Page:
With its international airport, impressive shopping centre and ring of high-rise apartments, FARO has something of a big-city feel. However, the central area is a manageable size, boasting attractive mosaic-paved pedestrianized streets and marina-side gardens, while its university contributes to a nightlife scene, at its most animated during term-time. In summer, boats and buses run from the centre of town out to some excellent local beaches: the closest to town is the generous swathe of sand at Praia de Faro, while a ferry makes the short hop to the village of Farol on the Ilha de Culatra .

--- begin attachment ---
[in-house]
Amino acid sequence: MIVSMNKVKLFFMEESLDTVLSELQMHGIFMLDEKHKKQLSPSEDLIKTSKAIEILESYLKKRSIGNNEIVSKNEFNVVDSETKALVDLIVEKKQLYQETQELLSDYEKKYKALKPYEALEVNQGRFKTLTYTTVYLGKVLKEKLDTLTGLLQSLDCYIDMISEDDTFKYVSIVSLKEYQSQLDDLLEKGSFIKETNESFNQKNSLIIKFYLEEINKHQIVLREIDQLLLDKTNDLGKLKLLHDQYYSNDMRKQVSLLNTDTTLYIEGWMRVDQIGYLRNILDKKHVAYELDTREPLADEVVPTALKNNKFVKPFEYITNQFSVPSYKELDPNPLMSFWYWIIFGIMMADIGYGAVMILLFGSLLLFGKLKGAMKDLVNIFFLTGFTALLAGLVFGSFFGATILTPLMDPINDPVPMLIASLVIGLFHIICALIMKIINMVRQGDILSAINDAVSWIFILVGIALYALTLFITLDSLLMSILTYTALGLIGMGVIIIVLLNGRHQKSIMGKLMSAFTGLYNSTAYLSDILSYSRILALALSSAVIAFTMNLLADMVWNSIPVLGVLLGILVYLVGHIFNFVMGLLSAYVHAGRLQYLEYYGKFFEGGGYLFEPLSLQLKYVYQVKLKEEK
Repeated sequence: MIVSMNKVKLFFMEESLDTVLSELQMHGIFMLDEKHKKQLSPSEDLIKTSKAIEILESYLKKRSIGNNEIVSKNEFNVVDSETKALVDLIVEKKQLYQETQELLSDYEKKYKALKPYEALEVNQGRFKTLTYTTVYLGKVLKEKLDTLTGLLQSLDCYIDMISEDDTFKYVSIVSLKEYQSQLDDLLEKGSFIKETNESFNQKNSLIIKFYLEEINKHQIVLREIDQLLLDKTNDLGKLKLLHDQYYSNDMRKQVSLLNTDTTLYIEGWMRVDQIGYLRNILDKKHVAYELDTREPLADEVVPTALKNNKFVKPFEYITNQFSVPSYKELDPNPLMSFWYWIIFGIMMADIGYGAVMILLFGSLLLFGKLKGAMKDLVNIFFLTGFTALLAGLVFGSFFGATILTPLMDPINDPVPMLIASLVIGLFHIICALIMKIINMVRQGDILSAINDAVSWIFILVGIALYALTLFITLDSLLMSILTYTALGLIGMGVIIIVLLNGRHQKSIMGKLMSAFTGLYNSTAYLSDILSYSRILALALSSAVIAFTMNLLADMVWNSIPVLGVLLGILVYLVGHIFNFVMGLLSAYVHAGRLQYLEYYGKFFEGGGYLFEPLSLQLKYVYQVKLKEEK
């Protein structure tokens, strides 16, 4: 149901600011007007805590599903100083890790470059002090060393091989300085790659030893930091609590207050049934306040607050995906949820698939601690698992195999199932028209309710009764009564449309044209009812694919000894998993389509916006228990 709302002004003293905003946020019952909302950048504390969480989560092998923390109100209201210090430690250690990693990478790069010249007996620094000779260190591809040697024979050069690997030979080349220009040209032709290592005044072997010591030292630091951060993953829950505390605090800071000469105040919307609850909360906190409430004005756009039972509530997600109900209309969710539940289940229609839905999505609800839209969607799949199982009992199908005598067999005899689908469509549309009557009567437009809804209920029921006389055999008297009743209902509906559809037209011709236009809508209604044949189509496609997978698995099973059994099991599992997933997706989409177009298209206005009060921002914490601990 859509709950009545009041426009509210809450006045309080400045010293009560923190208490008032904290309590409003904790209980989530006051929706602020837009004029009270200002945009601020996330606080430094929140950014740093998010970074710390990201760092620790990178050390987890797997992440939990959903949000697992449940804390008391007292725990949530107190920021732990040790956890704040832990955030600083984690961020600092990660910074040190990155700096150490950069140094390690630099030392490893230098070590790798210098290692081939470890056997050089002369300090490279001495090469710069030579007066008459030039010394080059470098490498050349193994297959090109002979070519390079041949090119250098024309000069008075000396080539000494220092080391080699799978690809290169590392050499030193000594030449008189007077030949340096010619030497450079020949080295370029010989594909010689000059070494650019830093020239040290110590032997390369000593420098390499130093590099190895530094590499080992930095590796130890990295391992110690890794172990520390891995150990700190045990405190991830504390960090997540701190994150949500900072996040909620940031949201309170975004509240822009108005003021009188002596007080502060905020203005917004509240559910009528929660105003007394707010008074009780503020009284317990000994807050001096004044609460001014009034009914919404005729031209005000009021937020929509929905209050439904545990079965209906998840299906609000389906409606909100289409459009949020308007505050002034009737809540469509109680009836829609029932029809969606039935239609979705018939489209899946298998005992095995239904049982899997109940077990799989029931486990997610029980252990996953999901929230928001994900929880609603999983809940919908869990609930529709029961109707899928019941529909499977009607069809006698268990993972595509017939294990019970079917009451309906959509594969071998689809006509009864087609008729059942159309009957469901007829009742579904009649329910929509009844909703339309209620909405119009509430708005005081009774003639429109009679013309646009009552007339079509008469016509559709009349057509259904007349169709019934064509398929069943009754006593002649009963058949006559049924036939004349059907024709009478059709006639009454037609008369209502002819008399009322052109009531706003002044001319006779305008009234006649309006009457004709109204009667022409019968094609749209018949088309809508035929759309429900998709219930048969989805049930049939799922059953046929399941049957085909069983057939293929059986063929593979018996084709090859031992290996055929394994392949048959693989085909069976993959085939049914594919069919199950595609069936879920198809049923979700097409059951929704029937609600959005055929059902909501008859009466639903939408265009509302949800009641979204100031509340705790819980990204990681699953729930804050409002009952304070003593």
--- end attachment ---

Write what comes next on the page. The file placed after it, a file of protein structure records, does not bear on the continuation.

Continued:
Originally a Roman settlement, the city was named by the Moors, under whom it was a thriving commercial port that supplied the regional capital at Silves. It then became Christian, under Afonso III in 1249, but was largely destroyed by the Great Earthquake of 1755 – so it comes as no surprise that modern Faro has so few historic buildings left. What interest it does retain is centred within and around the pretty Cidade Velha (Old Town), which lies behind a series of defensive walls overlooking the mudflats.